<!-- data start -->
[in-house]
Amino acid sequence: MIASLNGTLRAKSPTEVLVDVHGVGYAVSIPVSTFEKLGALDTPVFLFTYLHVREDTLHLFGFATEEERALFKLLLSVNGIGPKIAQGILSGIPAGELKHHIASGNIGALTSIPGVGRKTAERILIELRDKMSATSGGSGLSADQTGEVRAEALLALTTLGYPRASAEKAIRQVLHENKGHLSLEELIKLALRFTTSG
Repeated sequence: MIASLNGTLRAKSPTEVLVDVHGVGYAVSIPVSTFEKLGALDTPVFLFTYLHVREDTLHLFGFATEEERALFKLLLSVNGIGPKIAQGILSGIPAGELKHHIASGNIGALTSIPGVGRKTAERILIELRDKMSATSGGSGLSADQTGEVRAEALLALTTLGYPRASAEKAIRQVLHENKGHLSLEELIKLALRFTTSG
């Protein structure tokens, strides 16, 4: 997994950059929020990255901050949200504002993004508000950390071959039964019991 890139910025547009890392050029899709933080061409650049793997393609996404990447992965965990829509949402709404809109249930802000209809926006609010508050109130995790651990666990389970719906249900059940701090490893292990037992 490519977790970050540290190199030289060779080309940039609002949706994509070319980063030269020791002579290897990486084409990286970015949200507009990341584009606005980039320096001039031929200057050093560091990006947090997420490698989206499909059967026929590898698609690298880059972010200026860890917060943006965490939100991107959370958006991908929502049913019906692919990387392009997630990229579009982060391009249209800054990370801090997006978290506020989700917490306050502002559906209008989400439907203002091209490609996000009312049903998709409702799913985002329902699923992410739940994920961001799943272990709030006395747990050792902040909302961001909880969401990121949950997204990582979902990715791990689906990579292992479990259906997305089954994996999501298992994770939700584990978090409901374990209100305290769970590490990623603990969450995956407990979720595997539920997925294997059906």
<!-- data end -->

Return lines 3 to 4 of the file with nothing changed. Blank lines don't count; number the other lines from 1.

Repeated sequence: MIASLNGTLRAKSPTEVLVDVHGVGYAVSIPVSTFEKLGALDTPVFLFTYLHVREDTLHLFGFATEEERALFKLLLSVNGIGPKIAQGILSGIPAGELKHHIASGNIGALTSIPGVGRKTAERILIELRDKMSATSGGSGLSADQTGEVRAEALLALTTLGYPRASAEKAIRQVLHENKGHLSLEELIKLALRFTTSG
């Protein structure tokens, strides 16, 4: 997994950059929020990255901050949200504002993004508000950390071959039964019991 890139910025547009890392050029899709933080061409650049793997393609996404990447992965965990829509949402709404809109249930802000209809926006609010508050109130995790651990666990389970719906249900059940701090490893292990037992 490519977790970050540290190199030289060779080309940039609002949706994509070319980063030269020791002579290897990486084409990286970015949200507009990341584009606005980039320096001039031929200057050093560091990006947090997420490698989206499909059967026929590898698609690298880059972010200026860890917060943006965490939100991107959370958006991908929502049913019906692919990387392009997630990229579009982060391009249209800054990370801090997006978290506020989700917490306050502002559906209008989400439907203002091209490609996000009312049903998709409702799913985002329902699923992410739940994920961001799943272990709030006395747990050792902040909302961001909880969401990121949950997204990582979902990715791990689906990579292992479990259906997305089954994996999501298992994770939700584990978090409901374990209100305290769970590490990623603990969450995956407990979720595997539920997925294997059906």